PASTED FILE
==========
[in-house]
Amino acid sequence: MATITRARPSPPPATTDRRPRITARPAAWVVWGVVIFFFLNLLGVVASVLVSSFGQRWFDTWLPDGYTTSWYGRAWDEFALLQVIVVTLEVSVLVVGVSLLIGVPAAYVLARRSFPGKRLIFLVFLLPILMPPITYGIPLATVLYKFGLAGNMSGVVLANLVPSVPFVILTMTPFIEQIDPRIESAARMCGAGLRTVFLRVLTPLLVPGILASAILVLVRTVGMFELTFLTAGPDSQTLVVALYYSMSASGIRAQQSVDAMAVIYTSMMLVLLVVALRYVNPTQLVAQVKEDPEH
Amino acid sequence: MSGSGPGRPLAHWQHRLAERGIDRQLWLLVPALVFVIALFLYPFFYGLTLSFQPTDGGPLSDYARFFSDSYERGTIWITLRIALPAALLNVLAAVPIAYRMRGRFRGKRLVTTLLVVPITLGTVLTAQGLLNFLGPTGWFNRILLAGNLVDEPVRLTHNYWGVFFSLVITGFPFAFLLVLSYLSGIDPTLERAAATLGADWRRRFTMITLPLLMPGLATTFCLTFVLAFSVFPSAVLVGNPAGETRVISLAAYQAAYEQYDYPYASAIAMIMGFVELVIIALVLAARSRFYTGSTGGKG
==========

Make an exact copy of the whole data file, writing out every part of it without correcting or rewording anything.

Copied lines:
[in-house]
Amino acid sequence: MATITRARPSPPPATTDRRPRITARPAAWVVWGVVIFFFLNLLGVVASVLVSSFGQRWFDTWLPDGYTTSWYGRAWDEFALLQVIVVTLEVSVLVVGVSLLIGVPAAYVLARRSFPGKRLIFLVFLLPILMPPITYGIPLATVLYKFGLAGNMSGVVLANLVPSVPFVILTMTPFIEQIDPRIESAARMCGAGLRTVFLRVLTPLLVPGILASAILVLVRTVGMFELTFLTAGPDSQTLVVALYYSMSASGIRAQQSVDAMAVIYTSMMLVLLVVALRYVNPTQLVAQVKEDPEH
Amino acid sequence: MSGSGPGRPLAHWQHRLAERGIDRQLWLLVPALVFVIALFLYPFFYGLTLSFQPTDGGPLSDYARFFSDSYERGTIWITLRIALPAALLNVLAAVPIAYRMRGRFRGKRLVTTLLVVPITLGTVLTAQGLLNFLGPTGWFNRILLAGNLVDEPVRLTHNYWGVFFSLVITGFPFAFLLVLSYLSGIDPTLERAAATLGADWRRRFTMITLPLLMPGLATTFCLTFVLAFSVFPSAVLVGNPAGETRVISLAAYQAAYEQYDYPYASAIAMIMGFVELVIIALVLAARSRFYTGSTGGKG